Furthermore, we can pursue better primary care mentorship in medical schools. Programs such as the Rural Medical Education Program and The Physician Shortage Area Program of Jefferson Medical College have shown high success in placing and retaining physicians in rural areas by establishing a comprehensive curriculum in rural medicine within a medical school. In fact, “the PSAP has been successful in (1) increasing the percentage of rural family physicians (greater than 8 times that of their peers), and (2) retaining rural family physicians (87% retention rate over 5-10 years in practice).”
It’s clear that free medical school is not the answer to the primary care crisis. But I will argue that free medical school should happen. The sustainable argument is that it will increase the representation of students of lower socioeconomic status and underprivileged minorities, and these groups should increase, not only for the sake of simple human equity, but also because it is well established that these groups are more likely to serve the underserved areas of medicine, even if it is not in primary care. It would level the playing field, and remove one more obstacle from achieving a better medical system. It would give us a chance to recruit a larger spectrum of bright youth that have a better chance of entering our nation's areas of medical need. Blacks and Hispanics have been shown to have multiple barriers more than white students in achieving success in medicine. The prohibitive cost of medical school should not be an additional barrier.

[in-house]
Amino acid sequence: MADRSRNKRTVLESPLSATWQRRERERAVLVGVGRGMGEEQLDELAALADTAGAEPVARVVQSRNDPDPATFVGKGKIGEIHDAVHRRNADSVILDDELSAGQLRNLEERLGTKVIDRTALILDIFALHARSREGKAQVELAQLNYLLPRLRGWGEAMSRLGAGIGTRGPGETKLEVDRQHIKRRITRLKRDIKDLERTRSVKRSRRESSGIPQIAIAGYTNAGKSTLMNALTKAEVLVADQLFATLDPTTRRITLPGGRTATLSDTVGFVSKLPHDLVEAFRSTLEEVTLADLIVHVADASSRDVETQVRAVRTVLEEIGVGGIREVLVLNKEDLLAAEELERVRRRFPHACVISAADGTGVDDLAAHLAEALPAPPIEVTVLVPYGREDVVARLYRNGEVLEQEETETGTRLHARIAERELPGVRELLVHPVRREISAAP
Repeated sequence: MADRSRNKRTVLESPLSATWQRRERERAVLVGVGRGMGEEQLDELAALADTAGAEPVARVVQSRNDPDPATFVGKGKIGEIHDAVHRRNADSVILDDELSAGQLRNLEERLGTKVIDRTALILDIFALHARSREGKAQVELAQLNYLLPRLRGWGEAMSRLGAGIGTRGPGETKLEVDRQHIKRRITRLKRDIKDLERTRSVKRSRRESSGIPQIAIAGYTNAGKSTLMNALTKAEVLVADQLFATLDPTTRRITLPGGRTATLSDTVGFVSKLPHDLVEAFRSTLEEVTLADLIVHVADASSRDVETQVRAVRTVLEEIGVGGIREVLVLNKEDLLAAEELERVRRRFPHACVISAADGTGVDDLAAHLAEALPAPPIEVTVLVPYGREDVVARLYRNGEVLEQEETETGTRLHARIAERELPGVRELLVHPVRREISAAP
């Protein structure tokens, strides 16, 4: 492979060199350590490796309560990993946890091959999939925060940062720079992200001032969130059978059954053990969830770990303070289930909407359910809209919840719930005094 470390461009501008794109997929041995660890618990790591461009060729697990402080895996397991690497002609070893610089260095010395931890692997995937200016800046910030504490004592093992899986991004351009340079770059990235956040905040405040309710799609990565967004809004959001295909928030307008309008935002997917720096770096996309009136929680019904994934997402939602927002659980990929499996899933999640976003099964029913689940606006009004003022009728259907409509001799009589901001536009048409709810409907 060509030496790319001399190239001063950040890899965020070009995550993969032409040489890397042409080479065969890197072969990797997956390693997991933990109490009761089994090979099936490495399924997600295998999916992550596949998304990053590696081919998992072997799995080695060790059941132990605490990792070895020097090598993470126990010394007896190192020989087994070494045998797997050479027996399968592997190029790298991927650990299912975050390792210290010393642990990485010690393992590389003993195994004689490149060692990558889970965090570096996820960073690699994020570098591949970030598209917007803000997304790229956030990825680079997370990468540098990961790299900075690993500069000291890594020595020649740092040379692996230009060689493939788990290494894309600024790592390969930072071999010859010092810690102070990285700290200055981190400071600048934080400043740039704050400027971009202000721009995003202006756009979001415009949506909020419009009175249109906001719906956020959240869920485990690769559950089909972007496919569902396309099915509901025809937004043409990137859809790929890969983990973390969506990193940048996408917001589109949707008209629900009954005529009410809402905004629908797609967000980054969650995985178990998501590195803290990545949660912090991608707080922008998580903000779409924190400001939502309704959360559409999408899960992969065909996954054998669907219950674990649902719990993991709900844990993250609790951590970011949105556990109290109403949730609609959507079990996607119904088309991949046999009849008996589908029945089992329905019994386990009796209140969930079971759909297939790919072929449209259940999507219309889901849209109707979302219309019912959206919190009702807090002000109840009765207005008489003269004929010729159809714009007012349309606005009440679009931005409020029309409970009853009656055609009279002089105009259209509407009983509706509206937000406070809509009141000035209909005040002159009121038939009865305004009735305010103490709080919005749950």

This fall I met with the Dell Medical School fundraisers, and started calculating that even with my modest means as a family physician, with less than my usual annual charity contributions, I could eventually endow enough to pay at least one quarter of a medical student position in perpetuity. I imagined multiplying this by the number of my colleagues who could easily do the same. It started to add up to quite a lot of student slots. So, before we fund another endowed research chair, before we fund another research building, and before we fund another research fellowship, let’s designate our endowment contributions to funding medical school tuition. Now that would make our various medical school alma maters so much better than just adding another research building. To quote the Home Depot advertisement, from the company of Mr. Langone, who made NYU medical school free: “Let’s do this.”